The number of Australian kids who are not vaccinated is growing, putting all children at risk of potentially fatal diseases. Mum-of-two Zoe Arnold explains why there is no excuse not to immunise your kids.
Picture this: a screaming infant sitting in a trolley, with his stressed mother pushing him as quickly as possible through a supermarket checkout. It's busy and onlookers feel sorry for the woman, trying to collect her weekly groceries.
Then: a fountain of milky vomit erupts from the baby's mouth — splashing the floor and counter next to a shocked checkout worker. The baby continues screaming.
This sounds dramatic, but it's a true story of my little brother, still a baby when he contracted whooping cough. He was immunised, but another baby was not.
I remember that cough of my brother's. It sounded like the name suggests — "whoop, whoop" — often followed by a vomit, and a terrible scrambling for breath.
It was scary: he was small and helpless, and turned a frightening purple during each episode.
Science shows us that vaccinating our children is the most effective way to reduce the spread of dangerous, potentially deadly diseases like whooping cough.
Yet there are still an alarming number of people who formally refuse to immunise their children.
To be clear: I am not a doctor, or a trained medical professional. But I am a mother of two children and I do comprehend science. There is no need for our immunisation rate to be less than 100 percent — but it is.
While it stinks that anyone would want to put their own child's health at risk, what's even worse is that they're endangering the rest of us with their blasé attitude towards the vaccination process.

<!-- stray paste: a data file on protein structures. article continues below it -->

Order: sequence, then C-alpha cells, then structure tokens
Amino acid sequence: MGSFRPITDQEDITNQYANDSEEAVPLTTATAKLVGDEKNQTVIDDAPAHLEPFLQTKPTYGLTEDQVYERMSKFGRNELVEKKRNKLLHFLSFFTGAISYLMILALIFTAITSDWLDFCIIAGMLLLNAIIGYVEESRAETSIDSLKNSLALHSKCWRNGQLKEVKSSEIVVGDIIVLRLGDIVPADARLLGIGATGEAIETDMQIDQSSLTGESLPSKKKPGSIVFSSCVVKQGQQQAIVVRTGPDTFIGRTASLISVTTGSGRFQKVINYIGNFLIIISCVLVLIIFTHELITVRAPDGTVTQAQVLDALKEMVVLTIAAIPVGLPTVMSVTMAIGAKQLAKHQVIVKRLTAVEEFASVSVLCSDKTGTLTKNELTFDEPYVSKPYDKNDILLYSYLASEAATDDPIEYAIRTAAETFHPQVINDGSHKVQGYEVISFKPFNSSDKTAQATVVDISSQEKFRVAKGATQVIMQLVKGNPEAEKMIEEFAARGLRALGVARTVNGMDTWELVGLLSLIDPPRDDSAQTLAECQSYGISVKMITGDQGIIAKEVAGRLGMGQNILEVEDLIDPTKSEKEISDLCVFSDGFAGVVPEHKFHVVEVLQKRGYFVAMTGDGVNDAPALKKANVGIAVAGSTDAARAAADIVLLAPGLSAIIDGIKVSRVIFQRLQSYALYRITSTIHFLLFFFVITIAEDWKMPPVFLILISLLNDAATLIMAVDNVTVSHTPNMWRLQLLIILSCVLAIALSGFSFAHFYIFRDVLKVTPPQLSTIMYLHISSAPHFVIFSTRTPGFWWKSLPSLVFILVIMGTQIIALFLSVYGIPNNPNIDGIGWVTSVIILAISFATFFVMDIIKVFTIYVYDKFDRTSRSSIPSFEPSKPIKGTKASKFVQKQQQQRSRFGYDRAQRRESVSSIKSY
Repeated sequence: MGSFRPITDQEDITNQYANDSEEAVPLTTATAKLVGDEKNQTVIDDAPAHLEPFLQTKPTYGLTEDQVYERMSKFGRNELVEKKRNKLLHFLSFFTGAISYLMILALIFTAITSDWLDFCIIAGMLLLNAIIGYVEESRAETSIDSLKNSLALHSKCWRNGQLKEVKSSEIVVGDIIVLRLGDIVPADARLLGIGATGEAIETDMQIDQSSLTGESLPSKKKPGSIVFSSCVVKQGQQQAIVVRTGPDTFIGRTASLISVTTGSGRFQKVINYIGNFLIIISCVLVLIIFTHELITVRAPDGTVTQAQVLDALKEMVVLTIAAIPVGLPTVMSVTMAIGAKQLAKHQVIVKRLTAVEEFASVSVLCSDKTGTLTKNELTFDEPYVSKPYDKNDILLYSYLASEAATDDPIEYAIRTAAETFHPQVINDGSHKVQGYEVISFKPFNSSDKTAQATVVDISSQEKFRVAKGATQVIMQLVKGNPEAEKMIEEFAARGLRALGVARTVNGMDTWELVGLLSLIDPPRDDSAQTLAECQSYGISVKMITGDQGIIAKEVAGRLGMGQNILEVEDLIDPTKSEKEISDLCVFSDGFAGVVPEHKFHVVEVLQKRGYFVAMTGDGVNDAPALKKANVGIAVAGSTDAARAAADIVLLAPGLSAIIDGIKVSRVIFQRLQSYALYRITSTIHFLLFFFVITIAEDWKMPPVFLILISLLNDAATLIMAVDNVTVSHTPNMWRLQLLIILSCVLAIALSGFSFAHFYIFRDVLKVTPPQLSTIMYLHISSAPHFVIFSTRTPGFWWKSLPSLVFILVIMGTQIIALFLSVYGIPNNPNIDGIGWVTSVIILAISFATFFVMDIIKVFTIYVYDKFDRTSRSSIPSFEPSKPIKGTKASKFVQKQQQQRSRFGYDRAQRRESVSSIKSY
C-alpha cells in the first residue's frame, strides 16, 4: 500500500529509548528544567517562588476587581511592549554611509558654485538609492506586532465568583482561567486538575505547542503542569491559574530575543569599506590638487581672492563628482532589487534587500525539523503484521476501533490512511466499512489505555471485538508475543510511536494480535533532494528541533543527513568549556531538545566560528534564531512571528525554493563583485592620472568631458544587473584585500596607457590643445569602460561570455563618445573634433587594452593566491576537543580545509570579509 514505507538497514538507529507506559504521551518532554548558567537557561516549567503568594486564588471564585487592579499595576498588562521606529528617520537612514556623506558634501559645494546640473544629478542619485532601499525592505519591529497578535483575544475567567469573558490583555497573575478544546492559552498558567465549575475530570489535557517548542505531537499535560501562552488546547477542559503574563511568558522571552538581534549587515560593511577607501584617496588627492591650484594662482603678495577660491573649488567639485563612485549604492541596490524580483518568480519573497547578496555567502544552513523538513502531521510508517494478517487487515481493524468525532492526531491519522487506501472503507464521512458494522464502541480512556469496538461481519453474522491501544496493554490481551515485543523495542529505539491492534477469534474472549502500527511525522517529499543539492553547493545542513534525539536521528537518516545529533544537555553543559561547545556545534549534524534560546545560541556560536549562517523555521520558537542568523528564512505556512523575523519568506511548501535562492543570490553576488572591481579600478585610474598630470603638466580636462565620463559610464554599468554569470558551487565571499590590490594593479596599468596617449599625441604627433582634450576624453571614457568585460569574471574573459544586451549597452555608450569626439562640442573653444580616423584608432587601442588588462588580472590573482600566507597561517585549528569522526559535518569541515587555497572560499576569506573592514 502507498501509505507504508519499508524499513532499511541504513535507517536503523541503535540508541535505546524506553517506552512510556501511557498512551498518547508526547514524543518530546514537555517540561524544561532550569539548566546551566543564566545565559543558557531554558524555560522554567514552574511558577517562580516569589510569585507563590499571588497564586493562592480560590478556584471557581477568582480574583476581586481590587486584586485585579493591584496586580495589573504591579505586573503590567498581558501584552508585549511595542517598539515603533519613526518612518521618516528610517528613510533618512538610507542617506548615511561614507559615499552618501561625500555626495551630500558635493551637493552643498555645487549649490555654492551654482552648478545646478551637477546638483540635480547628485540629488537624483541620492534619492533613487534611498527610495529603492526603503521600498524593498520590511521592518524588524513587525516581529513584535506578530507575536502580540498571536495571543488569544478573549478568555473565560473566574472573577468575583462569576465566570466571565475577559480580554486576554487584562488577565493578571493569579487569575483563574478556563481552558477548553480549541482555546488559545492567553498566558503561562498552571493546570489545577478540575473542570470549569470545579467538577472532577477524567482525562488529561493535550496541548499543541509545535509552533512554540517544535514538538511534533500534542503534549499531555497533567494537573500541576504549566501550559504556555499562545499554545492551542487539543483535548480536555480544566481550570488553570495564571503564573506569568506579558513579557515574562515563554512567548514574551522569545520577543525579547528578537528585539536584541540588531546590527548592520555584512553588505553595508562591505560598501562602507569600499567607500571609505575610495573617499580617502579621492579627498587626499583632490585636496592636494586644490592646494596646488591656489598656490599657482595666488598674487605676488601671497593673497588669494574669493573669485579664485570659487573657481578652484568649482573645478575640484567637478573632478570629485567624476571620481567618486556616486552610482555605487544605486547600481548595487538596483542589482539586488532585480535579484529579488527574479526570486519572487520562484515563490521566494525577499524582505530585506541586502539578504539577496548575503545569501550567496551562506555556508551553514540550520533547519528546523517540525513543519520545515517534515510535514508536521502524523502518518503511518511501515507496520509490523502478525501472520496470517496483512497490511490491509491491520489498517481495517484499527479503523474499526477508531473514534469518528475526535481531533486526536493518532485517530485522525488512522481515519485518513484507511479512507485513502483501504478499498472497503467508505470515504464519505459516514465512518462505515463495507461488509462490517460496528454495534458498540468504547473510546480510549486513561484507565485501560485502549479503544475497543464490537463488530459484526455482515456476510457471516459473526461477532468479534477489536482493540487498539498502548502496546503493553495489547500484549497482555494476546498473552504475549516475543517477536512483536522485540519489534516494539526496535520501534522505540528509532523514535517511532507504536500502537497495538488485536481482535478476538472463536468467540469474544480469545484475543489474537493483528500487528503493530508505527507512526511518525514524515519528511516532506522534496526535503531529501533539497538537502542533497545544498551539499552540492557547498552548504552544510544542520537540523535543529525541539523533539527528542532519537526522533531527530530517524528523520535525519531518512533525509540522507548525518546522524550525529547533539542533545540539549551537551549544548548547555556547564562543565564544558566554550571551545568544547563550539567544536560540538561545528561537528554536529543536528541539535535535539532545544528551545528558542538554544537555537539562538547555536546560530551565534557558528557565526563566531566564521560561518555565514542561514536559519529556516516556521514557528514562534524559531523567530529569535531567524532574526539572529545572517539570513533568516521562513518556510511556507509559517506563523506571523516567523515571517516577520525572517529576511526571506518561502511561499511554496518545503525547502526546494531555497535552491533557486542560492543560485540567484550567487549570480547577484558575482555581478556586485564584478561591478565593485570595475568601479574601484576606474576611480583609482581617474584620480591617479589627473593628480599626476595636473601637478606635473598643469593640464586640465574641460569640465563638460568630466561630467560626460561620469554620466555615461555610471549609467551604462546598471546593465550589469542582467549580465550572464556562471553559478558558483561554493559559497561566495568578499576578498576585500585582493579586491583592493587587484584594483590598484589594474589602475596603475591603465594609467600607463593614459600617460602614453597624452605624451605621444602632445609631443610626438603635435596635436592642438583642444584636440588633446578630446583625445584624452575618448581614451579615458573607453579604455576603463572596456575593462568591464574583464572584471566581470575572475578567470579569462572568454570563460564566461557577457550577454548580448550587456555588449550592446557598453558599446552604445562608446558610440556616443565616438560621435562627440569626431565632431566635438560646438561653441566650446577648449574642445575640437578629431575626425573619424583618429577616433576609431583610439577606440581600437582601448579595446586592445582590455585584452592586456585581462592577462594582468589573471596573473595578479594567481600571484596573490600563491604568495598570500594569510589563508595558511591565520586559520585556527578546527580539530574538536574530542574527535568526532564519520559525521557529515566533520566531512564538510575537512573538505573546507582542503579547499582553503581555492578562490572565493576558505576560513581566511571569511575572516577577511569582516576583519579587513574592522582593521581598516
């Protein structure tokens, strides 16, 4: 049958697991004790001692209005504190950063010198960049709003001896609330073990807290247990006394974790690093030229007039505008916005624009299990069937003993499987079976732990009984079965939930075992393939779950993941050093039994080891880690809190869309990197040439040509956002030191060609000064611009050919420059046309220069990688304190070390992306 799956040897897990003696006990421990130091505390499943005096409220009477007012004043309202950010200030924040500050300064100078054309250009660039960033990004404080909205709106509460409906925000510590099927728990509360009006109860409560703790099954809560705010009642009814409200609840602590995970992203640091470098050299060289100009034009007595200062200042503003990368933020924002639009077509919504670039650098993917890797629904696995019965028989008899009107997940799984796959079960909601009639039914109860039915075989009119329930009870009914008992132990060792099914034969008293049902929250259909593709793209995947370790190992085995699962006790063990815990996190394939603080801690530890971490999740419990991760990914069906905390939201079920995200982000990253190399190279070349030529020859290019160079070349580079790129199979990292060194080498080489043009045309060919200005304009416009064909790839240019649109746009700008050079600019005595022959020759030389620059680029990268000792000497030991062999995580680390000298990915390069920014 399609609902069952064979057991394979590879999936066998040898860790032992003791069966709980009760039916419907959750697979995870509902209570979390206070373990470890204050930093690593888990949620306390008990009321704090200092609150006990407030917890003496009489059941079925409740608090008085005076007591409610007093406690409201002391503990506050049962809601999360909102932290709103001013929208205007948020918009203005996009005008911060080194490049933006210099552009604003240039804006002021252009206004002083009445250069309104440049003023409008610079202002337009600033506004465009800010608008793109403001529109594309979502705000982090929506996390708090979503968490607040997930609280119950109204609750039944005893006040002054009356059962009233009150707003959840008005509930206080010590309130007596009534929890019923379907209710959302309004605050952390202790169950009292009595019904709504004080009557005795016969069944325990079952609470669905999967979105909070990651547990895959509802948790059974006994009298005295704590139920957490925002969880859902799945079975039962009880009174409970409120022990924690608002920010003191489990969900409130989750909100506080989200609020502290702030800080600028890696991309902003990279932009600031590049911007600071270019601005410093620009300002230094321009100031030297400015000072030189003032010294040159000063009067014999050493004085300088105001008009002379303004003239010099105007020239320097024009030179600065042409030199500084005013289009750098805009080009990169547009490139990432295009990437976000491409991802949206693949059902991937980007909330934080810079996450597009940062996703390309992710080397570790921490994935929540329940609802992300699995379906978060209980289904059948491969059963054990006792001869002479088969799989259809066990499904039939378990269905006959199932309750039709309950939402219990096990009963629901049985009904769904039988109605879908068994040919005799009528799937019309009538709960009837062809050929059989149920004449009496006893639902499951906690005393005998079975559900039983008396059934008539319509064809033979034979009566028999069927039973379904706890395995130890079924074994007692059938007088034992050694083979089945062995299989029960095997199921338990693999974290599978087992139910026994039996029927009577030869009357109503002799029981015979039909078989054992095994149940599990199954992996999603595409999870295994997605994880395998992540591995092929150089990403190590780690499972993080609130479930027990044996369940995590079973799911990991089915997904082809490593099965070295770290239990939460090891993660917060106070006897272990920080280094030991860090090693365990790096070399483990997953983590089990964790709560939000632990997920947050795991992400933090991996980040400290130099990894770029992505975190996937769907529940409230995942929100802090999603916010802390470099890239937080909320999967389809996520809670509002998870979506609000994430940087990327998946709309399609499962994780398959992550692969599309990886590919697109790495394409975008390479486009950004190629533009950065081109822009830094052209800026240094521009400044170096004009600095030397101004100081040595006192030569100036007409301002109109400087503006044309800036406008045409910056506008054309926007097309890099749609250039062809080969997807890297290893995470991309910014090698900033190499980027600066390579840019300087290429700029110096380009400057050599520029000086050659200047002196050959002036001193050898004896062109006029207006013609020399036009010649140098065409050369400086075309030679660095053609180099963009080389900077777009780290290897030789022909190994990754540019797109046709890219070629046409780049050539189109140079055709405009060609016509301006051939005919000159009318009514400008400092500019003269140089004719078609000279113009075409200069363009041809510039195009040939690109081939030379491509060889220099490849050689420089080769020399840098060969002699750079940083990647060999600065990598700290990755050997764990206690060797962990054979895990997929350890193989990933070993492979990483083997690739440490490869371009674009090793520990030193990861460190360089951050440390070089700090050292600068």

For four years now, Australia has been experiencing a whooping cough epidemic: with an estimated 38,500 Australians suffering through the disease in 2011.
Modern medicine means most of those who catch the disease will be okay in the end, but for little babies it is especially dangerous and difficult to treat.
It's not just whooping cough: last year, NSW Health issued multiple alerts about the dangers of measles in that state with the highest numbers of the disease recorded in 14 years.
"People with measles usually feel extremely unwell," Dr Jeremy McAnulty from NSW health says. "Symptoms include a high fever, tiredness, runny nose, cough and sore eyes before a blotchy red rash appears.
"Measles is incredibly contagious but is preventable through vaccination."
So why wouldn't you want to protect your children and yourself from these deadly diseases? Misinformation is usually to blame. So-called "conscientious objectors" run websites and issue brochures claiming that the vaccination process is dangerous.
Decades of research shows that fully immunising our children gives them the best chance of avoiding diseases like measles and whooping cough. Yes, there's still a chance you can be infected, but nowhere near as seriously.
If you aren't convinced about the benefits of immunising, take a look at polio. Until a vaccine was developed in the 1950s, thousands of children were crippled by polio every year.
Many would die, or be left with devastating disabilities. Today, all but four countries in the world are polio-free, thanks to a handy little vaccine.
There are lots of things to think twice about when you have children: whether to breast or bottle feed them; which daycare is right for you; which method of parenting works in your house. But vaccinating your child isn't something to think about twice; as it's every child's right to have the healthiest start possible.
To find out more about immunisation, visit the Department of Health and Ageing.